Puerilities: Erotic Epigrams of "The Greek Anthology" (book)
Puerilities: Erotic Epigrams of The Greek Anthology is a translation into English by Daryl Hine of The Boyish Muse (Ancient Greek: Μοῦσα Παιδική Mousa Paidike; Latin: Musa Puerilis), a collection of erotic and amorous epigrams of the Hellenistic and Roman periods assembled in the 2nd century AD by the Greek poet Straton of Sardis, which is contained in Book 12 of the Greek Anthology (Latin: Anthologia Graeca, 10th–14th Century), a compilation of poems that span the Classical and Byzantine periods of Greek literature. It was published in 2001 in the United States of America and the United Kingdom by Princeton University Press.
Elegiac lyrics celebrating the love of boys, which the translator terms Puerilities, comprise most of the twelfth book of The Greek Anthology. That book, the so-called Musa Puerilis, is brilliantly translated in this, the first complete verse version in English. It is a delightful eroticopia of short poems by great and lesser-known Greek poets, spanning hundreds of years, from ancient times to the late Christian era.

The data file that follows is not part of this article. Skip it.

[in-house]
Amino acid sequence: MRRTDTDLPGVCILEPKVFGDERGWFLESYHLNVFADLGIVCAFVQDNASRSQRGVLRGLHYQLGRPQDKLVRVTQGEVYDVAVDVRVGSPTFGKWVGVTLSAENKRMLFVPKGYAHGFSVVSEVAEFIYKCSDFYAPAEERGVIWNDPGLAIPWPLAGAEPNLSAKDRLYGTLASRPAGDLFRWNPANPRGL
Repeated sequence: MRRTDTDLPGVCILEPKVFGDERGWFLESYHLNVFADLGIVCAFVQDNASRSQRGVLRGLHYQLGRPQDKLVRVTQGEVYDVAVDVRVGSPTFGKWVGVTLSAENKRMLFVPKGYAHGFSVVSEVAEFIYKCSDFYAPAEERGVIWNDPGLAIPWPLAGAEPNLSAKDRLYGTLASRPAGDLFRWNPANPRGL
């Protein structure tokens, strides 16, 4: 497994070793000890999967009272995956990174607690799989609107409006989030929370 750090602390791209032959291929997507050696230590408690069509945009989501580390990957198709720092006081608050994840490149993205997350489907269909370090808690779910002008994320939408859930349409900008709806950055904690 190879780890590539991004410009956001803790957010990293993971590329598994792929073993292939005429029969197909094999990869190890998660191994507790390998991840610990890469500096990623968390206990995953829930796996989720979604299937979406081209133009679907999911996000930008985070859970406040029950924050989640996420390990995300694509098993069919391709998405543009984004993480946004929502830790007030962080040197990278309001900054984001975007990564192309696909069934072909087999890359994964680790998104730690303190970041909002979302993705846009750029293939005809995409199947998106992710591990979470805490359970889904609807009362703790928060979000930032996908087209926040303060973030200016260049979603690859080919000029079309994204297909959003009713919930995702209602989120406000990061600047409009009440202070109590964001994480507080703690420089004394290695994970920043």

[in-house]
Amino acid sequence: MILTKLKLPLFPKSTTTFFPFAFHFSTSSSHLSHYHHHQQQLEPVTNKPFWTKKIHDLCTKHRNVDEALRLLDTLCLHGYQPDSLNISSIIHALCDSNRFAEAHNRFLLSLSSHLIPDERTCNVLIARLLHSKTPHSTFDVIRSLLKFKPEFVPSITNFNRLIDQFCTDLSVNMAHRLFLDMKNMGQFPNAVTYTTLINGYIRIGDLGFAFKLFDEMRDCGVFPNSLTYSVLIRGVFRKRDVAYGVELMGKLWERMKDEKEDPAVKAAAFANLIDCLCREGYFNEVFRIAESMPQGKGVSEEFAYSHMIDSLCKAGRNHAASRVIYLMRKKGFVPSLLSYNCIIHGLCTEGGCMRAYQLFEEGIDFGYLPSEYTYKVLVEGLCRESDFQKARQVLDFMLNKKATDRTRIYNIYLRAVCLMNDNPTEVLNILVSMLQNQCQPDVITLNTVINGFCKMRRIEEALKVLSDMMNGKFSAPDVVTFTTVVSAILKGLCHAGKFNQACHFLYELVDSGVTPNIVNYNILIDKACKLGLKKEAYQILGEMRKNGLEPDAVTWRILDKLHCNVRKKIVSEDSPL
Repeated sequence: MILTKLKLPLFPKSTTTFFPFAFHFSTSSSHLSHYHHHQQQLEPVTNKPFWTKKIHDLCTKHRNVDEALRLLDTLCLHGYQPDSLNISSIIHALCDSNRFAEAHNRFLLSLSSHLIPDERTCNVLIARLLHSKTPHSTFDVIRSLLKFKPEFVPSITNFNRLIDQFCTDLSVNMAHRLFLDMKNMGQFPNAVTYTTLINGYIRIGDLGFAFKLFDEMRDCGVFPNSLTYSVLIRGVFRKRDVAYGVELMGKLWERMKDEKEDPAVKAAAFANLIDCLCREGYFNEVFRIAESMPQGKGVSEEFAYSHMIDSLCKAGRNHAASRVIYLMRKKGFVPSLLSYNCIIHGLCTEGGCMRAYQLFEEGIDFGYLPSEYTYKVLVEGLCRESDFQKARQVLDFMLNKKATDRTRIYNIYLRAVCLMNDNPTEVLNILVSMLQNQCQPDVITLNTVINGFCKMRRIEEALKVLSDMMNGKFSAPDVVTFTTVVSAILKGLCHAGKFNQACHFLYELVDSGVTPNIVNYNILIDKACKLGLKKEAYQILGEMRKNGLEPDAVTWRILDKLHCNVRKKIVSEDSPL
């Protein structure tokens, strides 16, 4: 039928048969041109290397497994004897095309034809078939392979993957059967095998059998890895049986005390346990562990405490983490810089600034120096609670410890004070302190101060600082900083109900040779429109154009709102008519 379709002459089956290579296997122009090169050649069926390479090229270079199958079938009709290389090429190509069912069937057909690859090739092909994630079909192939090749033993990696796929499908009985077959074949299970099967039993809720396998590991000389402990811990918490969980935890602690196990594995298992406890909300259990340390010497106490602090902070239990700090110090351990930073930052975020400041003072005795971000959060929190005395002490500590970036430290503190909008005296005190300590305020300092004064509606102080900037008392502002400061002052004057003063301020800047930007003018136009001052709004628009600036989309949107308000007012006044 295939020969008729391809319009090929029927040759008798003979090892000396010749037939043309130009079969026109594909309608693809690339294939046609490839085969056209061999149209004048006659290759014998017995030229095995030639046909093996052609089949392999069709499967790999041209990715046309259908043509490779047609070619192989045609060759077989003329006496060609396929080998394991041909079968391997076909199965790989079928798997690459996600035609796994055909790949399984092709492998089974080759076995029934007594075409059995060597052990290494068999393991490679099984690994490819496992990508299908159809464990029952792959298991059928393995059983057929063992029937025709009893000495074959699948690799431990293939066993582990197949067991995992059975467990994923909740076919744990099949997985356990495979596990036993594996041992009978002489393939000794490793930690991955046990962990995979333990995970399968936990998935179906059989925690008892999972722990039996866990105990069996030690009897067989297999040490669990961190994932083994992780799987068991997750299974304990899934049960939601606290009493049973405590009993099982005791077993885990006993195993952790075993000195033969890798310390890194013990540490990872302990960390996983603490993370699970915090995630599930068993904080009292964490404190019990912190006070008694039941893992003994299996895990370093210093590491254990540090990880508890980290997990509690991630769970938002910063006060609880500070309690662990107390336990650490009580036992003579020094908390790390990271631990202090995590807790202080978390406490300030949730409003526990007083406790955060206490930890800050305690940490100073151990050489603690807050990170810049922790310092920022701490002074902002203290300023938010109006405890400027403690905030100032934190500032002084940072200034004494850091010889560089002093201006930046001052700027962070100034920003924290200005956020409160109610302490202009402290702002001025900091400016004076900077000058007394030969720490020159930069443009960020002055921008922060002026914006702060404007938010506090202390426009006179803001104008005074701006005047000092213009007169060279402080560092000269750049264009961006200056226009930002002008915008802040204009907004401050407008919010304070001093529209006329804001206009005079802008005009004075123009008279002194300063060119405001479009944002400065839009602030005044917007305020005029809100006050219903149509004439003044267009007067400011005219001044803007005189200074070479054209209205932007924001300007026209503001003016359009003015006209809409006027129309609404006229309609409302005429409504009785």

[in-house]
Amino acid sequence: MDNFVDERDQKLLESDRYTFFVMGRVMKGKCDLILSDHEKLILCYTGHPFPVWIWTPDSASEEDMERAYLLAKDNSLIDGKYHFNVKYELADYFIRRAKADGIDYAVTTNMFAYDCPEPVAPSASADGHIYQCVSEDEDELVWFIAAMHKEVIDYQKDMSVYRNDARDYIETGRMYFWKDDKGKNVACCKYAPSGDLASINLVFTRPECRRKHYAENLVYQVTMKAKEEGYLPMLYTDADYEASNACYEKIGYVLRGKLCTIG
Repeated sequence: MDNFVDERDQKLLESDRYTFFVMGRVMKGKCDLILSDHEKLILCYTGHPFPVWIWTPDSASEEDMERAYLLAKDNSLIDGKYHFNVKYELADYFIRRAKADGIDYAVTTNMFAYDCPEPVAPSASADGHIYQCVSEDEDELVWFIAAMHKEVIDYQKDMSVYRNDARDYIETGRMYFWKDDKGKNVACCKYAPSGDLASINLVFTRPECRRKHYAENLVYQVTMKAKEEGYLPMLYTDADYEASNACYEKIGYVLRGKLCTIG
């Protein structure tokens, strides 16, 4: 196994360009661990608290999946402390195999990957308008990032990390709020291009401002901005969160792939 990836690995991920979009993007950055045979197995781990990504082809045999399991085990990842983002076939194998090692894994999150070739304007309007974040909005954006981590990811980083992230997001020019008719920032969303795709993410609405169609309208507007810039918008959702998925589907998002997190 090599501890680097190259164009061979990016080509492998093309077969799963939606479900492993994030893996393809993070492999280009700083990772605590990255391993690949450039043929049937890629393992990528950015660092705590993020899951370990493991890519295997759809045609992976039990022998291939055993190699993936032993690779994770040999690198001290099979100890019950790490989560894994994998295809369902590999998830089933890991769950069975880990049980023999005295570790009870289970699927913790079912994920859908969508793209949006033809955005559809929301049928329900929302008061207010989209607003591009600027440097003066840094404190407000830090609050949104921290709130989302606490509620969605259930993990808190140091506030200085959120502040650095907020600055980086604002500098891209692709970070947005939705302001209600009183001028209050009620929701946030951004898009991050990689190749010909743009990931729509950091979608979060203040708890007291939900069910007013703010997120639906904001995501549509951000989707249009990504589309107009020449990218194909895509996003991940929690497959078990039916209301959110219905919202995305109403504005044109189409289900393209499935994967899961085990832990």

The epigrams—wry, wistful, lighthearted, libidinous, and sometimes bawdy—revel in the beauty and fickle affection of boys and young men and in the fleeting joys of older men in loving them. Some, doubtless bandied about in the lax and refined setting of banquets, are translated as limericks. Also included are a few fine and often funny poems about girls and women.
Fashion changes in morality as well as in poetry. The sort of attachment that inspired these verses was considered perfectly normal and respectable for over a thousand years. Some of the very best Greek poets—including Strato of Sardis, Theocritus, and Meleager of Gadara—are to be found in these pages. The more than two hundred fifty poems range from the lovely to the playful to the ribald, but all are, as an epigram should be, polished and elegant. The Greek originals face the translations, enhancing the volume's charm.
A friend of Youth, I have no youth in mind,
For each has beauties, of a different kind.
I've had enough to drink; my heart and soul
As well as tongue are losing self-control.
The lamp flame bifurcates; I multiply
The dinner guests by two each time I try.
Not only shaken up by the wine-waiter,
I ogle too the boy who pours the water.
Venus, denying Cupid is her son,
Finds in Antiochus a better one.
This is the boy to be enamored of,
Boys, a new love superior to Love.
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